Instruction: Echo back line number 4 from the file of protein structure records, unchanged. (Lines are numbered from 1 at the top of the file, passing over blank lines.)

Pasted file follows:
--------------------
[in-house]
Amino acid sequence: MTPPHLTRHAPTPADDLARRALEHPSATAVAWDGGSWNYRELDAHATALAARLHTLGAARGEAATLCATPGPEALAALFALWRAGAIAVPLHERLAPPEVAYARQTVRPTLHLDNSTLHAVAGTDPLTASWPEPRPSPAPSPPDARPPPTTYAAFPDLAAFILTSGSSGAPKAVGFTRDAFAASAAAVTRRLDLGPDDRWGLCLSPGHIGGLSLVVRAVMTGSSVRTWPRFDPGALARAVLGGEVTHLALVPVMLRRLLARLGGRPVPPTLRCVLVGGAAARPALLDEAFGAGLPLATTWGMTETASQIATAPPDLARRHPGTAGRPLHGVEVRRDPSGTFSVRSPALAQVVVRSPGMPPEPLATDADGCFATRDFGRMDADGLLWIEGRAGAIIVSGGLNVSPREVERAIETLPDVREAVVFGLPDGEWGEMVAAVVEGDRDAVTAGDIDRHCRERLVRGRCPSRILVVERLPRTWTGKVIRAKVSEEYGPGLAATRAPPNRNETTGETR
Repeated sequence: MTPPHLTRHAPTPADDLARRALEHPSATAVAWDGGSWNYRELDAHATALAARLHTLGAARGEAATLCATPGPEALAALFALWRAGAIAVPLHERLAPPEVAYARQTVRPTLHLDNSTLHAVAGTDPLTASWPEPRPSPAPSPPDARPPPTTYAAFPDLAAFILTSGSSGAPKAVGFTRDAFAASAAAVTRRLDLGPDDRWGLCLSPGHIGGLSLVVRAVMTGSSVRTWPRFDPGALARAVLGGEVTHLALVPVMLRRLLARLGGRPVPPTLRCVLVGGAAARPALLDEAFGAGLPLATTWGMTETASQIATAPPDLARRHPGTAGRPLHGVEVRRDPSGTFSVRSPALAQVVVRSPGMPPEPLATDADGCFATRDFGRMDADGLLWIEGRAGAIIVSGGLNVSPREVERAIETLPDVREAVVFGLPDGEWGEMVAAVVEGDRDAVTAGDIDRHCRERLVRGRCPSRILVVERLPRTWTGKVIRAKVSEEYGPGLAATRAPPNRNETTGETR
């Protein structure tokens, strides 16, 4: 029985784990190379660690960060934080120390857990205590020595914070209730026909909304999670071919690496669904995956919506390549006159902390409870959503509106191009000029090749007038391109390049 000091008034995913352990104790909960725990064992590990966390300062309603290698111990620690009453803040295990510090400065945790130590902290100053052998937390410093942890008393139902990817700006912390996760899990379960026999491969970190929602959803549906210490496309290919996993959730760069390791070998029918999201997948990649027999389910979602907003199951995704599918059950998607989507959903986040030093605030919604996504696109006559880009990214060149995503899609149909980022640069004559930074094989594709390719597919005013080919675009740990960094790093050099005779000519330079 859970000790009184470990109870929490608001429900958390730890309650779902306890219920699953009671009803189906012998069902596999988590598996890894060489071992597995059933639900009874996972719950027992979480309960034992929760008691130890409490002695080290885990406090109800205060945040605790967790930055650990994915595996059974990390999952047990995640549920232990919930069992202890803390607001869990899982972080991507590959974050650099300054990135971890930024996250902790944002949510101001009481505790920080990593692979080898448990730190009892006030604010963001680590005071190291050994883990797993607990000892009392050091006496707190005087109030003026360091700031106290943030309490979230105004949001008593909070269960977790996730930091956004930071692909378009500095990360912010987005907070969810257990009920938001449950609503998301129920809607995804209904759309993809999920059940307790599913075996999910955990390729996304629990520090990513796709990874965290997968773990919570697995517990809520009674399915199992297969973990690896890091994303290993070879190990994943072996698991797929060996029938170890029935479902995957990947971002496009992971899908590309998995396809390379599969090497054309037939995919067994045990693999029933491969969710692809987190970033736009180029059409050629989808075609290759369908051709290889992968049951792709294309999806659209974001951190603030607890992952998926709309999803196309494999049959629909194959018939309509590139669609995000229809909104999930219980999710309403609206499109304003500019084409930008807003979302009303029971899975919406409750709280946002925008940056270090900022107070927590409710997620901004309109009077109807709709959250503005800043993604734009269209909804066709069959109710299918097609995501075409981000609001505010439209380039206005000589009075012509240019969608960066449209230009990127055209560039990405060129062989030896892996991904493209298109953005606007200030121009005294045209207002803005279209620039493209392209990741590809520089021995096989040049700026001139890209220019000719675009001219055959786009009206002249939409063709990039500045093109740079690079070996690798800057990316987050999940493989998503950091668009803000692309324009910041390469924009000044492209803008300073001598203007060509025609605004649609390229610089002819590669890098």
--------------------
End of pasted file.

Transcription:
């Protein structure tokens, strides 16, 4: 029985784990190379660690960060934080120390857990205590020595914070209730026909909304999670071919690496669904995956919506390549006159902390409870959503509106191009000029090749007038391109390049 000091008034995913352990104790909960725990064992590990966390300062309603290698111990620690009453803040295990510090400065945790130590902290100053052998937390410093942890008393139902990817700006912390996760899990379960026999491969970190929602959803549906210490496309290919996993959730760069390791070998029918999201997948990649027999389910979602907003199951995704599918059950998607989507959903986040030093605030919604996504696109006559880009990214060149995503899609149909980022640069004559930074094989594709390719597919005013080919675009740990960094790093050099005779000519330079 859970000790009184470990109870929490608001429900958390730890309650779902306890219920699953009671009803189906012998069902596999988590598996890894060489071992597995059933639900009874996972719950027992979480309960034992929760008691130890409490002695080290885990406090109800205060945040605790967790930055650990994915595996059974990390999952047990995640549920232990919930069992202890803390607001869990899982972080991507590959974050650099300054990135971890930024996250902790944002949510101001009481505790920080990593692979080898448990730190009892006030604010963001680590005071190291050994883990797993607990000892009392050091006496707190005087109030003026360091700031106290943030309490979230105004949001008593909070269960977790996730930091956004930071692909378009500095990360912010987005907070969810257990009920938001449950609503998301129920809607995804209904759309993809999920059940307790599913075996999910955990390729996304629990520090990513796709990874965290997968773990919570697995517990809520009674399915199992297969973990690896890091994303290993070879190990994943072996698991797929060996029938170890029935479902995957990947971002496009992971899908590309998995396809390379599969090497054309037939995919067994045990693999029933491969969710692809987190970033736009180029059409050629989808075609290759369908051709290889992968049951792709294309999806659209974001951190603030607890992952998926709309999803196309494999049959629909194959018939309509590139669609995000229809909104999930219980999710309403609206499109304003500019084409930008807003979302009303029971899975919406409750709280946002925008940056270090900022107070927590409710997620901004309109009077109807709709959250503005800043993604734009269209909804066709069959109710299918097609995501075409981000609001505010439209380039206005000589009075012509240019969608960066449209230009990127055209560039990405060129062989030896892996991904493209298109953005606007200030121009005294045209207002803005279209620039493209392209990741590809520089021995096989040049700026001139890209220019000719675009001219055959786009009206002249939409063709990039500045093109740079690079070996690798800057990316987050999940493989998503950091668009803000692309324009910041390469924009000044492209803008300073001598203007060509025609605004649609390229610089002819590669890098």